In this week’s article, I will give you an overview of how the school system in Newmarket got started and grew, and a little background on each of the major phases of this development from the early 1800s to 2000.
Formal education in most of Ontario in the early part of the 18th century usually fell under the auspices of local churches or trade associations and was primarily focused on job-related skills rather than higher learning that would include literacy and mathematics.
However, in 1843, a grammar school was established in Newmarket in a small schoolhouse at the corner of Millard and Raglan (where it still exists today as a multi-residence building). The local government tells us that in 1853, there were 64 grammar schools in Ontario, under the authority of the Council of Public Instruction.
In 1871, an Act of Legislature changed the grammar schools to high schools and only students who had completed public school were admitted for secondary education. By 1876, the attendance at our grammar/high schools had increased so much that larger accommodation was needed.
In May 1876, the village council funded $,6000 to purchase land and erect a school. Two acres of land were obtained at the corner of Pearson and Prospect streets. The transaction was registered on Jan. 2, 1877. That summer, a one-storey, three-room brick school was built facing Prospect, Newmarket’s first high school.
On Jan. 1, 1881, Newmarket was proclaimed a town with a population of about 2,100. Starting in the mid-1800s, there was a large influx of Irish Catholics into the area and a parish school was erected in 1882 on the east side of the grounds of the Roman Catholic Church on Ontario Street. It was eventually closed in May 1968 and converted to a parish hall until it was demolished on March 15, 1994.
In 1891, a model (primary) school was built on the corner of Prospect and Timothy streets. comprised of six classrooms. It was later renamed the Alexander Muir School in honour of the famous creator of the Maple Leaf Forever who had taught in town.
The school was closed in 1976 and demolished in 1979 after much controversy and a valiant attempt to save it. A retirement home was built on the site.
On the night of March 16, 1893, the high school on Prospect was completely destroyed by fire fanned by the strong winds. The students were to use the new model school until a new high school was ready.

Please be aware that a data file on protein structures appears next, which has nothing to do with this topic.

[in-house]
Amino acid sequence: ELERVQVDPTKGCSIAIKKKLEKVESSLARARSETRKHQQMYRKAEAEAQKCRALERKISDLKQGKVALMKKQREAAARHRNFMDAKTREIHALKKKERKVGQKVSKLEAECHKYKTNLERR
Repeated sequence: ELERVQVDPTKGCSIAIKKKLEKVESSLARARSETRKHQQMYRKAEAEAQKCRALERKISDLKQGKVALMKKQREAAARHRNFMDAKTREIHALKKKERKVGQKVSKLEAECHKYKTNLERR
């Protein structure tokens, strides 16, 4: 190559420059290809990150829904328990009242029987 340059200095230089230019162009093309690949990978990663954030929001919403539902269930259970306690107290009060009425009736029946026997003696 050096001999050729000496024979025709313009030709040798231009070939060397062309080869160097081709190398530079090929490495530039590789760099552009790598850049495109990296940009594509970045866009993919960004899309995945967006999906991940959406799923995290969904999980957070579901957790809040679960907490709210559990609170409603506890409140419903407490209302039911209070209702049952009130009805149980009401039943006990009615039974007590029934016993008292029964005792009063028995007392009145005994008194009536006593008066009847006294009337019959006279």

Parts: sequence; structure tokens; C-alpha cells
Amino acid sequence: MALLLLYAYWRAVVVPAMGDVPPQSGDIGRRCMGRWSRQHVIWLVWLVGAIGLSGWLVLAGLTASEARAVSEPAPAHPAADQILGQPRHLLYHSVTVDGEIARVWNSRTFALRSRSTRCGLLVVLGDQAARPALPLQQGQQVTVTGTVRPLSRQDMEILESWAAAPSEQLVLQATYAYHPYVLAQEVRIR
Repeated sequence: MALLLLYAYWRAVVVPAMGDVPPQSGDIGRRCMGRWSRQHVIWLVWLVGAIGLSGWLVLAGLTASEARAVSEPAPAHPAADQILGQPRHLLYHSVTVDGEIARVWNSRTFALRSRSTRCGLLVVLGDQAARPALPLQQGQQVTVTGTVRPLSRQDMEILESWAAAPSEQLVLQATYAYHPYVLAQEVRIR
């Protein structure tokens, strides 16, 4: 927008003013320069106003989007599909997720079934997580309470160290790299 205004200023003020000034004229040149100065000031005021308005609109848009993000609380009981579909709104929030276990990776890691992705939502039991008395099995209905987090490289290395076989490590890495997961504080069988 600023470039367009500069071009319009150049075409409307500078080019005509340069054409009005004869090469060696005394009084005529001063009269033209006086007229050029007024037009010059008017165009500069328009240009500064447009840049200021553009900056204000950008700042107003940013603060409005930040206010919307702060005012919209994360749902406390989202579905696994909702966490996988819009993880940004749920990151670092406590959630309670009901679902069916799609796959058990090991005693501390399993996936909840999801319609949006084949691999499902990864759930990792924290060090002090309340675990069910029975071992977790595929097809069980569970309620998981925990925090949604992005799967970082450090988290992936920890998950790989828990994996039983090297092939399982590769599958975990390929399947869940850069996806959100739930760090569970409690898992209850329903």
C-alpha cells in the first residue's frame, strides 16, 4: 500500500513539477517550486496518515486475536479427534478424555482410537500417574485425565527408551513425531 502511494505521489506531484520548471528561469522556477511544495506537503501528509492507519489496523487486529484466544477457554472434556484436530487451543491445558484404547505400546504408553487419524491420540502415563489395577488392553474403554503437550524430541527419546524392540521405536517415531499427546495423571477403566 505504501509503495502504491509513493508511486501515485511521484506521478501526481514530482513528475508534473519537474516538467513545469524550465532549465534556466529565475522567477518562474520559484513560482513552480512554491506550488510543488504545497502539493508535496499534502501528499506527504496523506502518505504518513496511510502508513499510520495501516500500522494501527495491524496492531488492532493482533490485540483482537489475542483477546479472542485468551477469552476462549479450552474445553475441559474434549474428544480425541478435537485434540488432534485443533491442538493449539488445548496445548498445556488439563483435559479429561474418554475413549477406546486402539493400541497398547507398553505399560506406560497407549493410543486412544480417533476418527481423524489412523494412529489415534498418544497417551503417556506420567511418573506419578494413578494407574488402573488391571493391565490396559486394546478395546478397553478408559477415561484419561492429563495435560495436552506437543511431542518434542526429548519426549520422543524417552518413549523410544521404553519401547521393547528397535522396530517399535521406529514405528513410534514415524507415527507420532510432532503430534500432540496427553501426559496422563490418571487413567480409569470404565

Immediately, plans were made for a replacement and on July 15, 1893, the cornerstone was laid on the same site for a two-storey school with four classrooms. As was the custom, the central portion had two staircases, one for boys and one for girls.
In 1912, an addition on the east side provided three more classrooms on the second floor and an auditorium on the main level. Blackboards were installed in 1923, previously white painted plaster walls were used.
On June 20, 1926, a cornerstone was laid by Sir William Mulock for another addition on the west front of the building for an auditorium, gymnasium and three classrooms. It was opened in December 1926.
Fire again completely destroyed the old portion on March 31, 1928, but luckily part of the new addition was saved. Plans were made at once for a new school and students were accommodated at Stuart Scott School, which had been built in 1923 and named after Dr. Stuart Scott, a longtime school trustee.
The official opening of the new high school was held Feb. 4, 1929, with 12 classrooms, two science rooms, a gymnasium, auditorium, cafeteria and lunchroom. Both commercial and academic courses were taught. The enrolment was approximately 300.
During the war starting in January 1941, trainees from the military camp in Newmarket used four of the classrooms for night school classes.
Population growth and a rise in the birth rate were the major factors in an urgent need for expanded educational facilities. In 1946 alone, there were 506 births. The population had reached 4,450 and was ever increasing.
The existing schools were, by that time, filled to capacity and both the public and high school boards were desperate for additional accommodation.
Plans were drawn up in 1949 for a new school to be named Prince Charles School and located on the south side of Srigley Street, part of the old Stickwood farm and military base. This was the first public school to be built in Newmarket since 1923. The new school was opened early in 1950 with Harold A. Jackson as its first principal.
A sub-committee of the high school board on Feb. 1, 1945 strongly urged the construction of a vocational wing addition of 36 x 48 feet, with two storeys, at an estimated cost of $35,000.
The Province was to pay 75 per cent of the cost, leaving $9,000 for the Town to finance. When this was submitted for government approval in September 1945, the federal building controller refused the application due to priorities for housing construction and lack of a trained labor force in the building trades.
By January 1946, the controls on construction were revoked and the board’s push for immediate action on the increased school enlargement was emphasized. Again, obstacles arose, this time the Department of Education advised the proposal could not be accepted until the local district served by the school was consolidated.
In particular, the Mount Albert Continuation School was to be dispensed with and amalgamated with Newmarket High School. In 1947, this school was closed and the secondary pupils were sent to Newmarket.
Concurrently, Sutton High School required enlargement and was restructured by the directive of the Board of Education. The Newmarket High School Board on Oct. 16, 1947 sent a letter to Town Council stating it was in favour of the high school area plan and that Newmarket High School was not large enough to give adequate secondary education to comply with all the demands.
Slow reaction by the Council greatly annoyed some members of the Board who threatened to resign if a prompt response was not received.
On May 26, 1948, County bylaw #2342 established the Town of Newmarket, the Townships of East Gwillimbury, North Gwillimbury, Georgina, the village of Sutton and part of Whitchurch Twp. to be designated Newmarket-Sutton High School District.
York County Council appointed the school boards with members representing the various areas. The bylaw became effective Jan. 1, 1949.
At a meeting in October 1949 held by the new district board, J. W. Lockhart, principal of Newmarket High School, presented plans for a new wing, a revision of the plan originally drawn up in 1945.
A two-storey wing would be built on the east side of the north end and would not interfere with any future additions. It would contain shops in the basement, agricultural science on the first floor and domestic science on the second floor.